Image Credit: Ilana Feain, Tim Cornwell & Ron Ekers (CSIRO/ATNF). ATCA northern middle lobe pointing courtesy R. Morganti (ASTRON), Parkes data courtesy N. Junkes (MPIfR).

This one-of-a-kind feature resembles a nebula, but it isn’t a nebula at all. Rather, you are looking at Centaurus A: a galaxy found approximately 14 million light-years away from Earth, toward the constellation of Centaurus.

Instead of seeing gas, dust, spiral arms, and a bright central core as you normally would, this image shows the galaxy in the radio portion of the electromagnetic spectrum, which it is extremely active in. In fact, Centaurus A is one of the most active radio galaxies in the known universe.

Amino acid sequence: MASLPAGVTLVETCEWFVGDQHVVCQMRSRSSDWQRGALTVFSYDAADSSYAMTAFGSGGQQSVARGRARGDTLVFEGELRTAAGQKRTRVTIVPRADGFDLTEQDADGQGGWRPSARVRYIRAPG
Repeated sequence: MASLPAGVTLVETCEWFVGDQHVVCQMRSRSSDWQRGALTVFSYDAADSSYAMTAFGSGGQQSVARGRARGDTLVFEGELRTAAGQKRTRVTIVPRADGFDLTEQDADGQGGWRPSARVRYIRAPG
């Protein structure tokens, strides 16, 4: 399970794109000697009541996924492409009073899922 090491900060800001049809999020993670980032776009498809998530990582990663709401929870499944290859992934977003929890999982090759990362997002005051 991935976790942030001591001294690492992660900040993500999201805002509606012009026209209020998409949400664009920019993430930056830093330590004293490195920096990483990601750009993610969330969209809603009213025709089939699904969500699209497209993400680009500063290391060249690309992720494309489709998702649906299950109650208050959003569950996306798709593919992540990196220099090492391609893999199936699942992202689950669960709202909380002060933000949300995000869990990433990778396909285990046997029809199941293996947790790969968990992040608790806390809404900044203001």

The image itself is a composite put together using over 400 separate exposures, all taken by CSIRO’s “Australia Telescope Compact Array” sporadically, over the course several years (around 1,200 hours in total). In post processing, which took more than 10,000 hours to complete, the team combined their dataset with that of the Parkes Radio Telescope (much of that time was spent removing the noise, and other sources of interference). They note:

See a larger image here.

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